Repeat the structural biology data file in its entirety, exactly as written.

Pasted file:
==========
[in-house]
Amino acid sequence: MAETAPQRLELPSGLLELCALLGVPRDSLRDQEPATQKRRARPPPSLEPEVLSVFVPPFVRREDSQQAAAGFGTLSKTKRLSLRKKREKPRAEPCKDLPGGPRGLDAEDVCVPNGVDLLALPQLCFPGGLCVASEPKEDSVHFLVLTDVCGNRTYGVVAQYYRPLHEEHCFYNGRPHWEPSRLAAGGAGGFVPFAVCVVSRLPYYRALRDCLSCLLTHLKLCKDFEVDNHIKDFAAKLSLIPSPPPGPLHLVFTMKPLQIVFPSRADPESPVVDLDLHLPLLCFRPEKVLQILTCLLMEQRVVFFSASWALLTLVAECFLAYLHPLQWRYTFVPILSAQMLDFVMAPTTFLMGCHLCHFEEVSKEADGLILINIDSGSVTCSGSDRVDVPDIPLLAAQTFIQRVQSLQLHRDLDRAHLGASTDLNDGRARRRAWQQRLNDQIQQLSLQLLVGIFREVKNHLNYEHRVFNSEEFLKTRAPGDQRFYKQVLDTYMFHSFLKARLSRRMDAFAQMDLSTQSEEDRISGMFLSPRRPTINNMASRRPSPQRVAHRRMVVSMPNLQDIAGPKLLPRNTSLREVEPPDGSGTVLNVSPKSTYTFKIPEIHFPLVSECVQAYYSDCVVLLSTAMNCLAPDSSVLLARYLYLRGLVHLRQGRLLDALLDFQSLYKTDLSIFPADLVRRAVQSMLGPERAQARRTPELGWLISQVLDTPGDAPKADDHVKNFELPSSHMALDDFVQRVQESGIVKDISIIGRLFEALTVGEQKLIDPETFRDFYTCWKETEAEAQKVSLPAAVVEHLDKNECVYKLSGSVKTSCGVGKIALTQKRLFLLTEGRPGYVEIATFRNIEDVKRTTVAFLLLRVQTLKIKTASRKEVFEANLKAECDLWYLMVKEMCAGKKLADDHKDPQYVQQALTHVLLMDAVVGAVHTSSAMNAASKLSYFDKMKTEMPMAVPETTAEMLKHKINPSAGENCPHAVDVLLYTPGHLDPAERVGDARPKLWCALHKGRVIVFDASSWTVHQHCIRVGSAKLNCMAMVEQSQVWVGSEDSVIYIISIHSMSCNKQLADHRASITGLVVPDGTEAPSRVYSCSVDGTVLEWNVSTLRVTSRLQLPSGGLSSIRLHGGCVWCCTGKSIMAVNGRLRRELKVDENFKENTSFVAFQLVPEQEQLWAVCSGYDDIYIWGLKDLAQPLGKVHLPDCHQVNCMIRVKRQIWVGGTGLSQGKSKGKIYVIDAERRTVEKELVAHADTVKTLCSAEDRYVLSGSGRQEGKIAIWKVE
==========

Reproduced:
[in-house]
Amino acid sequence: MAETAPQRLELPSGLLELCALLGVPRDSLRDQEPATQKRRARPPPSLEPEVLSVFVPPFVRREDSQQAAAGFGTLSKTKRLSLRKKREKPRAEPCKDLPGGPRGLDAEDVCVPNGVDLLALPQLCFPGGLCVASEPKEDSVHFLVLTDVCGNRTYGVVAQYYRPLHEEHCFYNGRPHWEPSRLAAGGAGGFVPFAVCVVSRLPYYRALRDCLSCLLTHLKLCKDFEVDNHIKDFAAKLSLIPSPPPGPLHLVFTMKPLQIVFPSRADPESPVVDLDLHLPLLCFRPEKVLQILTCLLMEQRVVFFSASWALLTLVAECFLAYLHPLQWRYTFVPILSAQMLDFVMAPTTFLMGCHLCHFEEVSKEADGLILINIDSGSVTCSGSDRVDVPDIPLLAAQTFIQRVQSLQLHRDLDRAHLGASTDLNDGRARRRAWQQRLNDQIQQLSLQLLVGIFREVKNHLNYEHRVFNSEEFLKTRAPGDQRFYKQVLDTYMFHSFLKARLSRRMDAFAQMDLSTQSEEDRISGMFLSPRRPTINNMASRRPSPQRVAHRRMVVSMPNLQDIAGPKLLPRNTSLREVEPPDGSGTVLNVSPKSTYTFKIPEIHFPLVSECVQAYYSDCVVLLSTAMNCLAPDSSVLLARYLYLRGLVHLRQGRLLDALLDFQSLYKTDLSIFPADLVRRAVQSMLGPERAQARRTPELGWLISQVLDTPGDAPKADDHVKNFELPSSHMALDDFVQRVQESGIVKDISIIGRLFEALTVGEQKLIDPETFRDFYTCWKETEAEAQKVSLPAAVVEHLDKNECVYKLSGSVKTSCGVGKIALTQKRLFLLTEGRPGYVEIATFRNIEDVKRTTVAFLLLRVQTLKIKTASRKEVFEANLKAECDLWYLMVKEMCAGKKLADDHKDPQYVQQALTHVLLMDAVVGAVHTSSAMNAASKLSYFDKMKTEMPMAVPETTAEMLKHKINPSAGENCPHAVDVLLYTPGHLDPAERVGDARPKLWCALHKGRVIVFDASSWTVHQHCIRVGSAKLNCMAMVEQSQVWVGSEDSVIYIISIHSMSCNKQLADHRASITGLVVPDGTEAPSRVYSCSVDGTVLEWNVSTLRVTSRLQLPSGGLSSIRLHGGCVWCCTGKSIMAVNGRLRRELKVDENFKENTSFVAFQLVPEQEQLWAVCSGYDDIYIWGLKDLAQPLGKVHLPDCHQVNCMIRVKRQIWVGGTGLSQGKSKGKIYVIDAERRTVEKELVAHADTVKTLCSAEDRYVLSGSGRQEGKIAIWKVE